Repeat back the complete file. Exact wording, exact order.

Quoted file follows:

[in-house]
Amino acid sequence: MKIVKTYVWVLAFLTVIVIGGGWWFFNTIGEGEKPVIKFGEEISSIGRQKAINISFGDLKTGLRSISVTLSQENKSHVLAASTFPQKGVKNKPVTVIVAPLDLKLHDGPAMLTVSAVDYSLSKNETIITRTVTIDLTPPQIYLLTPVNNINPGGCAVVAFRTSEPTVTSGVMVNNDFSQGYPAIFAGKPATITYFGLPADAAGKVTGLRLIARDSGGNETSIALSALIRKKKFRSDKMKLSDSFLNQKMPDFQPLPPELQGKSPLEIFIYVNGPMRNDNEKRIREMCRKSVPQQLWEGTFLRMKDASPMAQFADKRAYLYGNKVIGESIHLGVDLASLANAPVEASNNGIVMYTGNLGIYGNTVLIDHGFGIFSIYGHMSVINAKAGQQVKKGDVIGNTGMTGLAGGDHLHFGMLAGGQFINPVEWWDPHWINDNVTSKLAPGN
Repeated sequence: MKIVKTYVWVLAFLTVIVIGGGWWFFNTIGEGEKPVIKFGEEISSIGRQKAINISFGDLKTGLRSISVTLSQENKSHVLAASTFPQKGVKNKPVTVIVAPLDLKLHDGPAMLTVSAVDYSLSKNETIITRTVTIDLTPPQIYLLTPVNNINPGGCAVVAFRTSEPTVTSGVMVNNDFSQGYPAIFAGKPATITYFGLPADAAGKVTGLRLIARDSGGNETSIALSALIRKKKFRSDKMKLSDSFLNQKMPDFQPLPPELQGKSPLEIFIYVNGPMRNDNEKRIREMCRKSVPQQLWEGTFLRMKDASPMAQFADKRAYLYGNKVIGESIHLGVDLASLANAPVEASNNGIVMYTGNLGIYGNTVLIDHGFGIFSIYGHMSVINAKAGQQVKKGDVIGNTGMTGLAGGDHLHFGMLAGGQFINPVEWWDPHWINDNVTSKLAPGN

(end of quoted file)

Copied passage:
[in-house]
Amino acid sequence: MKIVKTYVWVLAFLTVIVIGGGWWFFNTIGEGEKPVIKFGEEISSIGRQKAINISFGDLKTGLRSISVTLSQENKSHVLAASTFPQKGVKNKPVTVIVAPLDLKLHDGPAMLTVSAVDYSLSKNETIITRTVTIDLTPPQIYLLTPVNNINPGGCAVVAFRTSEPTVTSGVMVNNDFSQGYPAIFAGKPATITYFGLPADAAGKVTGLRLIARDSGGNETSIALSALIRKKKFRSDKMKLSDSFLNQKMPDFQPLPPELQGKSPLEIFIYVNGPMRNDNEKRIREMCRKSVPQQLWEGTFLRMKDASPMAQFADKRAYLYGNKVIGESIHLGVDLASLANAPVEASNNGIVMYTGNLGIYGNTVLIDHGFGIFSIYGHMSVINAKAGQQVKKGDVIGNTGMTGLAGGDHLHFGMLAGGQFINPVEWWDPHWINDNVTSKLAPGN
Repeated sequence: MKIVKTYVWVLAFLTVIVIGGGWWFFNTIGEGEKPVIKFGEEISSIGRQKAINISFGDLKTGLRSISVTLSQENKSHVLAASTFPQKGVKNKPVTVIVAPLDLKLHDGPAMLTVSAVDYSLSKNETIITRTVTIDLTPPQIYLLTPVNNINPGGCAVVAFRTSEPTVTSGVMVNNDFSQGYPAIFAGKPATITYFGLPADAAGKVTGLRLIARDSGGNETSIALSALIRKKKFRSDKMKLSDSFLNQKMPDFQPLPPELQGKSPLEIFIYVNGPMRNDNEKRIREMCRKSVPQQLWEGTFLRMKDASPMAQFADKRAYLYGNKVIGESIHLGVDLASLANAPVEASNNGIVMYTGNLGIYGNTVLIDHGFGIFSIYGHMSVINAKAGQQVKKGDVIGNTGMTGLAGGDHLHFGMLAGGQFINPVEWWDPHWINDNVTSKLAPGN